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Becoming an Artist

By 2010 I'd already recorded two independent CDs filled with my own songs, but when I decided to make a Christmas CD with my cousin, Tammy McMorrow, it was my first attempt to arrange songs written by other people. Strangely enough, it was also the first time I really felt like an artist.

Selecting "I Heard the Bells on Christmas Day" for our Christmas CD, "Tidings," was an easy choice. Our grandmother, Naydeen Taylor, loved this Christmas hymn, with words by Henry Wadsworth Longfellow. Grandma Naydeen was a pastor for many years, and she was a great storyteller. Honestly, until I heard her tell the legend that goes with this song, I'd never liked it much. It always seemed rather static and wordy to me. But once I heard the story (and saw my grandmother's emotional reaction to it), I fell in love with it.

The legend goes that Longfellow wrote this song on Christmas Eve, 1863, while his son was away fighting in the Civil War. The first two verses reflect his hope for peace in the midst of war. The third verse demonstrates a distinct change of tone and a loss of hope. The legend says that just before writing this verse, Longfellow received word that his son had been wounded in battle. And then, finally, the fourth verse creates a triumphant, hopeful message, one that perfectly fits my grandmother's outlook on life: "God is not dead nor doth He sleep. The wrong shall fail, the right prevail, with peace on earth good will to men."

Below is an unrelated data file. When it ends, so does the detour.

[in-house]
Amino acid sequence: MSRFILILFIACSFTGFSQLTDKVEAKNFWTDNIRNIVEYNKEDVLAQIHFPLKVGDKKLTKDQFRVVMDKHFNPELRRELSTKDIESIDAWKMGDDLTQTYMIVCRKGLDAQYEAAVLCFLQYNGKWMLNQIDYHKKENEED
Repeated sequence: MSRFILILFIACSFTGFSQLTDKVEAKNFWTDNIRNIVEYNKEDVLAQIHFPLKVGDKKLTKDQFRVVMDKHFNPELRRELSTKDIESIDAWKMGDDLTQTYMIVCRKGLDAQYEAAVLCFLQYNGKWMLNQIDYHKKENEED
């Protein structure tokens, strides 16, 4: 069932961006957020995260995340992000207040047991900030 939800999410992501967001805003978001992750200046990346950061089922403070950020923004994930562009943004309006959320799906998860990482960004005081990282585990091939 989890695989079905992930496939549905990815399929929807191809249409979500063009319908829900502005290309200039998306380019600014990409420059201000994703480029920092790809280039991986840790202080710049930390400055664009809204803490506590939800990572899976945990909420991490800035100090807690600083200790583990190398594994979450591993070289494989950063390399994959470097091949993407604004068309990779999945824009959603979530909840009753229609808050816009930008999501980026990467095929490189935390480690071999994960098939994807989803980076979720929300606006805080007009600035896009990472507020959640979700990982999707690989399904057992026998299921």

Over my Christmas break in 2009, I sat down at my piano to begin to consider how we could bring our own interpretation to this song. I wanted the song to still be wholly recognizable, but I also wanted it to be new. I also wanted to capture its back story (for whether or not the legend is entirely true, Longfellow's words do reflect both despair and victory). 

Fairly quickly I discovered a simple chord progression that could take the place of the traditional music. Not only would it be easier for me to play, but it has a dissonance that I felt complemented the words. I also added my own brief refrain (a simple repetition of "peace on earth"). Finally, it seemed obvious that the final verse should come with a key change. 

I really loved how the song was coming together, and I was excited to record it. I was also excited to sing the final, triumphant verse. But once we were in the studio, it became obvious that Tammy should be the one to sing that verse. I knew I had the vision for how to sing it, but I had to admit, I didn't have the notes. It was hard to give up that verse, but once I heard Tammy sing it, I had no regrets. She truly captures all of the emotion I wanted for those words (and the contrast with my slightly darker tone in the previous verse works really well, I think). 

Our wonderful producer, Dean Baskerville, put the finishing touches on this song when he arranged a cello part and hired the talented Skip von Kuske to record it. 

I hope you'll enjoy it as much as I do:


  1. What a great story. Very moving. The song really does invoke all those emotions. I guess that's why I love music so much! Keep up the good work and God Bles!!

  2. I love this song and this blog post as well. It is awesome to read some of the thoughts behind the creative process. You are such a blessing to me.


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